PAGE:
Public (collective) goods and Lahore’s quality of life

Community life is essentially based on interdependence. Air quality, sanitation, epidemic prevention, crime control, emergency services and road and traffic management, for example, are largely indivisible. One cannot fully benefit from them without such facilities being available to all. Collective use is the basis of public goods.

The city needs to address this problem by a well-conceived drainage system that considers climate challenges, beginning with clearing natural drains of obstructions.

Drainage has the characteristics of a public good. An area may manage to drain its run-off water, but it is likely to dump it on neighboring communities and nearby fields. Yet the residents of such areas will still be facing flooded roads and trapped water, when they go out of their protected neighborhoods. The early July rains did not spare any area, no matter how segregated and gated it was.

The rainwater must be channeled towards natural drains, held and released in manageable quantities over time. Lahore deals with its rain floods through an ad-hoc annual emergency pumping blitz. The city needs to address this problem by a well-conceived drainage system that considers climate challenges, beginning with clearing natural drains of obstructions.

Decentralized drainage to deal with rainwater in the 21st century

A new drainage infrastructure needs to be built, as little exists. Why not build it anticipating climate challenges? Lahore’s drainage short falls are also opportunities to build green infrastructure based mostly on bioengineering technologies and social mobilization. Instead of dreaming for internationally funded costly engineering projects of a city-wide network of underground drainage tunnels and pipes, contemporary research suggests that hybrid green-blue-grey and decentralized facilities can be more effective and economical to collect, clean and dispose rain water on site at the neighborhood level. They are affordable, not requiring foreign loans.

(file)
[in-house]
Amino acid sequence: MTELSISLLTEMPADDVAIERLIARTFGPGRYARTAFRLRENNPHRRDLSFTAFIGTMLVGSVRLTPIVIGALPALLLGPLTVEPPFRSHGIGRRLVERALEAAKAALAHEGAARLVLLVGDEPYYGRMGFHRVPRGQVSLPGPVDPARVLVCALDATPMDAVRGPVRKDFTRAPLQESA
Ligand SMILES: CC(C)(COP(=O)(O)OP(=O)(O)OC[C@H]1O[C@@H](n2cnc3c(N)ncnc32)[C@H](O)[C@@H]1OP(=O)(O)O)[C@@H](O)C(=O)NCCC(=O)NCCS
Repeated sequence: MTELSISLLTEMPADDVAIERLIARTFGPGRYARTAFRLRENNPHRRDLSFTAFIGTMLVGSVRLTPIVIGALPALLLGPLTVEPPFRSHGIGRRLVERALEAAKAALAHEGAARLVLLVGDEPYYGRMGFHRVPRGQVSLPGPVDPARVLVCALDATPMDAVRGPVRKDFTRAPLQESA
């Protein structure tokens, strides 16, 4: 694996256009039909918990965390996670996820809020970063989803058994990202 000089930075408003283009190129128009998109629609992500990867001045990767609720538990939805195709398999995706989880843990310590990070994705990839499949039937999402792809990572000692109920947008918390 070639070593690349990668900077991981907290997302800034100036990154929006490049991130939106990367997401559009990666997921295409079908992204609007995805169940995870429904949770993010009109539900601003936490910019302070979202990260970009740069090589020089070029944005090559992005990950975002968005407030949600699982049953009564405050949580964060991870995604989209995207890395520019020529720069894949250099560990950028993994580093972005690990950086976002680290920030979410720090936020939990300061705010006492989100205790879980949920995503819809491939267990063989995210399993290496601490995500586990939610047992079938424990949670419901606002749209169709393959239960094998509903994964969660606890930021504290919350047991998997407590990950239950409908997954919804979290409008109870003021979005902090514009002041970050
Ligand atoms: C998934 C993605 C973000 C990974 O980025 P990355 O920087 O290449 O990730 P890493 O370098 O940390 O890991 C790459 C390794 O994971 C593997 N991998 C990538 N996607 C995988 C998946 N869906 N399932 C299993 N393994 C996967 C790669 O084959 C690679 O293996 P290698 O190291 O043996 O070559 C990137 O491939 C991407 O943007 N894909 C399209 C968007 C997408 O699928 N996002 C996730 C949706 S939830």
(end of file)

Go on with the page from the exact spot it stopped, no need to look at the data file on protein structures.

The basic principle of green-decentralized drainage is to collect rain water by channeling it into built ponds within sectors and communities of cities. The starting point should be making housing societies responsible for storing and disposing rain water within their areas. Some ponds will be for storage and seepage to replenish aquifers, lined with filtration materials such as limestone and activated charcoal, while others may just hold water to slow release over time in drains, swales and partial underground grey infrastructure of pipes and tunnels. The Lahore of the old days used to have dungay (depressed) grounds, where rainwater used to collect, slowly seeping into the soil.

Lahore is caught in a real estate frenzy. How can the political and commercial interests driving this frenzy be neutralized?

Similarly, wherever suitable, wetlands should be designed and planted with flora and weeds specially chosen to clean water and prevent breeding dengue and malarial mosquitos. I am not here offering a plan, but pointing out ideas that are being discussed in contemporary professional literature. The goal should be to view rain bombs as a resource to be utilized for replenishing the water supply. Another element of green infrastructure is to reduce paved surfaces and provide grass-lined channels for run-off water along streets. Green roofs, treelined roads, grass verges and rainwater storage containers in houses and courtyards are other ways of reducing the flood-inducing volumes of rainwater.

An environmental responsive approach to adapt to the climate crisis requires a new mindset from both the political and professional leadership. It presupposes people’s involvement, which comes with citizen participation in their neighborhood affairs and responsive local government. It requires civic education and the use of TV, radio and social media to raise people’s awareness, which also necessitates involving them in local decisions. Social policies and green technologies hold promise. Yet at the moment, it all appears to be a distant dream. Lahore is caught in a real estate frenzy. How can the political and commercial interests driving this frenzy be neutralized? Lahore’s response to ever intensifying rainstorms must begin with restraining the property speculation.

Mohammad Qadeer’s recent book, Lahore In The 21st Century, has been published for Pakistan by Vanguard Books.